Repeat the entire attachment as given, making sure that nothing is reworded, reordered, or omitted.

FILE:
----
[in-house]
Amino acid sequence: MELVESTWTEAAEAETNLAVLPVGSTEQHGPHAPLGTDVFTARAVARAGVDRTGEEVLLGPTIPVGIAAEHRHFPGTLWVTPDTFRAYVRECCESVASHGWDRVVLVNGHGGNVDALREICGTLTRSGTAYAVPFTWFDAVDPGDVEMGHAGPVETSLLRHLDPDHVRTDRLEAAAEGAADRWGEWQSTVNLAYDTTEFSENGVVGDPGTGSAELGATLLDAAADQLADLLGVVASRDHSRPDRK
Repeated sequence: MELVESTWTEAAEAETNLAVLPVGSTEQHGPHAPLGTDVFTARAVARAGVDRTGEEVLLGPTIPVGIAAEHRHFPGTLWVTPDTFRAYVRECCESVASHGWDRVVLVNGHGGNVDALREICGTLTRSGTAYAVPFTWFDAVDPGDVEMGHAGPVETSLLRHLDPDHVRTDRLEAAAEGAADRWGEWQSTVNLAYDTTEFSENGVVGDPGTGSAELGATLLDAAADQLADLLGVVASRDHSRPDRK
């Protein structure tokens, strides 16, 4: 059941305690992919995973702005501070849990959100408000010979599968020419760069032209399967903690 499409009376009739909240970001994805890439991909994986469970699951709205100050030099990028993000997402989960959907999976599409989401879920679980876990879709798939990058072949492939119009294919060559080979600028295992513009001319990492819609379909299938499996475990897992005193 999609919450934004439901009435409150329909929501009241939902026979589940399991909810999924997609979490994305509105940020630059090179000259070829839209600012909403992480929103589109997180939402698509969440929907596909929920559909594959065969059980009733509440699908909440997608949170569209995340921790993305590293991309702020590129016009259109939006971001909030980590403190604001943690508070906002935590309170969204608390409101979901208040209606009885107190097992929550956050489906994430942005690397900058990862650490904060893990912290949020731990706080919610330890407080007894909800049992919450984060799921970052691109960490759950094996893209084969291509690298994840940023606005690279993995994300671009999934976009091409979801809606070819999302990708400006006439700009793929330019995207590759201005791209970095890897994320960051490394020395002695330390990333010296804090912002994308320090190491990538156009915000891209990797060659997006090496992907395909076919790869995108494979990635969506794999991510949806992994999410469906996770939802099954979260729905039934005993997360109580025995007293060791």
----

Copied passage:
[in-house]
Amino acid sequence: MELVESTWTEAAEAETNLAVLPVGSTEQHGPHAPLGTDVFTARAVARAGVDRTGEEVLLGPTIPVGIAAEHRHFPGTLWVTPDTFRAYVRECCESVASHGWDRVVLVNGHGGNVDALREICGTLTRSGTAYAVPFTWFDAVDPGDVEMGHAGPVETSLLRHLDPDHVRTDRLEAAAEGAADRWGEWQSTVNLAYDTTEFSENGVVGDPGTGSAELGATLLDAAADQLADLLGVVASRDHSRPDRK
Repeated sequence: MELVESTWTEAAEAETNLAVLPVGSTEQHGPHAPLGTDVFTARAVARAGVDRTGEEVLLGPTIPVGIAAEHRHFPGTLWVTPDTFRAYVRECCESVASHGWDRVVLVNGHGGNVDALREICGTLTRSGTAYAVPFTWFDAVDPGDVEMGHAGPVETSLLRHLDPDHVRTDRLEAAAEGAADRWGEWQSTVNLAYDTTEFSENGVVGDPGTGSAELGATLLDAAADQLADLLGVVASRDHSRPDRK
């Protein structure tokens, strides 16, 4: 059941305690992919995973702005501070849990959100408000010979599968020419760069032209399967903690 499409009376009739909240970001994805890439991909994986469970699951709205100050030099990028993000997402989960959907999976599409989401879920679980876990879709798939990058072949492939119009294919060559080979600028295992513009001319990492819609379909299938499996475990897992005193 999609919450934004439901009435409150329909929501009241939902026979589940399991909810999924997609979490994305509105940020630059090179000259070829839209600012909403992480929103589109997180939402698509969440929907596909929920559909594959065969059980009733509440699908909440997608949170569209995340921790993305590293991309702020590129016009259109939006971001909030980590403190604001943690508070906002935590309170969204608390409101979901208040209606009885107190097992929550956050489906994430942005690397900058990862650490904060893990912290949020731990706080919610330890407080007894909800049992919450984060799921970052691109960490759950094996893209084969291509690298994840940023606005690279993995994300671009999934976009091409979801809606070819999302990708400006006439700009793929330019995207590759201005791209970095890897994320960051490394020395002695330390990333010296804090912002994308320090190491990538156009915000891209990797060659997006090496992907395909076919790869995108494979990635969506794999991510949806992994999410469906996770939802099954979260729905039934005993997360109580025995007293060791």